JOHANNESBURG – Renault South Africa has rejigged its three-model Sandero range to focus more on the popular Stepway derivative. That means the Dynamique version of the standard hatchback has fallen away (with the Expression model now the only choice), while the crossover-styled Stepway can now be had in either Expression or Dynamique trim level.
Keeping up appearances
Mechanically, nothing has changed, but there are a few notable cosmetic alterations. These include a redesigned front- and rear-end and some important revisions to the interior. Overall, the facelift results in a significant visual improvement for the budget cross-hatch, mainly thanks to those new headlamps, foglamps and grille. The taillamps also gain a smoother design. The roof racks and wheel designs, however, remain the same.
New toys inside
Inside, there are loads of new practical alterations, such as the addition of a touchscreen infotainment system (with navigation as standard), the re-positioning of the front electric window controls to the doors (the old switches on the centre console now control the rear windows) and the adoption of a new leather-trimmed multi-function steering wheel. These updates go a long way in making the Stepway feel more modern and sophisticated, for both driver and passenger.
The Stepway Dynamique can be fitted with leather seats for an additional R10 000, which is a surprisingly steep price. Cloth seats will do just fine in this cabin. The armrest for the driver, however, is a welcome addition and increases the overall level of comfort.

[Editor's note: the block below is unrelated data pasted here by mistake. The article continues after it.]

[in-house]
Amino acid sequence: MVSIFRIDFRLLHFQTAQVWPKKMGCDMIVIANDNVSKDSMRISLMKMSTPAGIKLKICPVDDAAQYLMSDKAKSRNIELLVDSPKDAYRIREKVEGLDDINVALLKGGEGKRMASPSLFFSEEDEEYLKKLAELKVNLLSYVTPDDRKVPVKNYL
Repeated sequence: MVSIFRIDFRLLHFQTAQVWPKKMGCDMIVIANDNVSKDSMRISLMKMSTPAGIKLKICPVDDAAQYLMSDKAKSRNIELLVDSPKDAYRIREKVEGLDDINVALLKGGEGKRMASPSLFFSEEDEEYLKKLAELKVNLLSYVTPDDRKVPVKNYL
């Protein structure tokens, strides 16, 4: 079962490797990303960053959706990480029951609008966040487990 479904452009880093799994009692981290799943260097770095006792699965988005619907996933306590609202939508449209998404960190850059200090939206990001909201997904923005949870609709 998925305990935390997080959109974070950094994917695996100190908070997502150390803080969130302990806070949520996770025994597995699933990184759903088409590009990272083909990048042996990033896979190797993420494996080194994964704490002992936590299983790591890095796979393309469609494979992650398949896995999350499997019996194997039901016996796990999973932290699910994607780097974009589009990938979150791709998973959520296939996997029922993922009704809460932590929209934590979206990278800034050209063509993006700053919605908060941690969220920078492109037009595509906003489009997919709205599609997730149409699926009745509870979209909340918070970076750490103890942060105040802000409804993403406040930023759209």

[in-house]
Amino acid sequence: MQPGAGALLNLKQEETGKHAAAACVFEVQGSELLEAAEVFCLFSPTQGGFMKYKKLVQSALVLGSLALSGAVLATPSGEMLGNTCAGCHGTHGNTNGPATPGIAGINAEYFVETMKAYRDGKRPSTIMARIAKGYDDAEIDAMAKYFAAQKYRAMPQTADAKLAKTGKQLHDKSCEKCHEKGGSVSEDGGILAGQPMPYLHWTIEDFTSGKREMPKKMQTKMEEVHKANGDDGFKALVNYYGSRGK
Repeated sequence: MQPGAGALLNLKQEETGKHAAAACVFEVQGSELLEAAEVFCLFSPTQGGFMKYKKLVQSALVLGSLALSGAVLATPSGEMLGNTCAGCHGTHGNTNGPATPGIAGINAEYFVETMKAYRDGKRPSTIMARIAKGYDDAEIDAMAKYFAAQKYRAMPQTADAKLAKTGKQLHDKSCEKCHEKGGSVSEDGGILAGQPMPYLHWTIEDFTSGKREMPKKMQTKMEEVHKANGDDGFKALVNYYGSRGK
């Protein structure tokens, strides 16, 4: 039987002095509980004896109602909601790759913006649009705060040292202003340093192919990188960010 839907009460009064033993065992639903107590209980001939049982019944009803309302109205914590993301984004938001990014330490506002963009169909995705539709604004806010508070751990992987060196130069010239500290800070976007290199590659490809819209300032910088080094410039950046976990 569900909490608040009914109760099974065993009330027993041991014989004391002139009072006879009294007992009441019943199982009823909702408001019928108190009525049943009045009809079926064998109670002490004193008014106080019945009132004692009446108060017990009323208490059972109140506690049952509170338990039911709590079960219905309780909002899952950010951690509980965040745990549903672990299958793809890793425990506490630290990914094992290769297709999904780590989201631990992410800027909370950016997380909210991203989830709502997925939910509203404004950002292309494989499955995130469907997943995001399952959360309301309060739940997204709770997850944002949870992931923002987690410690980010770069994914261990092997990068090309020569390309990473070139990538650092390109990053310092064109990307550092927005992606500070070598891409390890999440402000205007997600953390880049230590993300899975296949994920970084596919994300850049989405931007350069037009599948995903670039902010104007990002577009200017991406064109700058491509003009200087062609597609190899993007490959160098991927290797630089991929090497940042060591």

Unchanged 66 kW engine
Yes, this is exactly the same engine as before: a 0,9-litre turbo-triple petrol engine that delivers 66 kW and 135 N.m of torque to the front wheels via a five-speed manual transmission. The Stepway also benefits from an Eco mode, which Renault reckons results in a 12% saving in fuel.
Seeing as the engine is untouched, the conclusions we reached were much the same as those contained in the road test we conducted on the pre-facelift model. This is still a fuel-sipping mill with a healthy delivery of torque, but the lack of power is evident, especially below the 2 000 r/min mark, where plenty of the turbo-lag lurks.
Regardless, with its softly sprung suspension and light electric steering, the Stepway is a pleasant car to control in most circumstances, particularly when the tachometer needle has passed the point of turbo-lag. The ratios of the five-speed manual gearbox, however, still feel as if they are awkwardly spaced. First to third feel rather short and you might find yourself nearing the limiter when getting up to speed (for merging onto motorways or overtaking trucks, for instance), while fourth and fifth see a dramatic change in power delivery due to their respective lengths.
Not much has been changed on the updated Stepway, but the alterations that have been executed make a noticeable difference to it from the typical consumer’s point of view. The implementation of items such as navigation aid this little cross-hatch in tackling its competition. This becomes even clearer when you consider that, at R189 900 with a two-year/30 000 km service plan, this range-topping Stepway Dynamique is some R5 000 cheaper than the model it essentially replaces. And that’s a highly unusual occurrence in today’s new vehicle market.
Engine:0,9-litre, three-cylinder turbopetrol
Power:66 kW @ 5 250 r/min
Torque:135 N.m @ 2 500 r/min
0-100 km/h:11,1 seconds
Top Speed:169 km/h
Fuel Consumption:5,2 L/100 km
Maintenance Plan:2 years/30 000 km service plan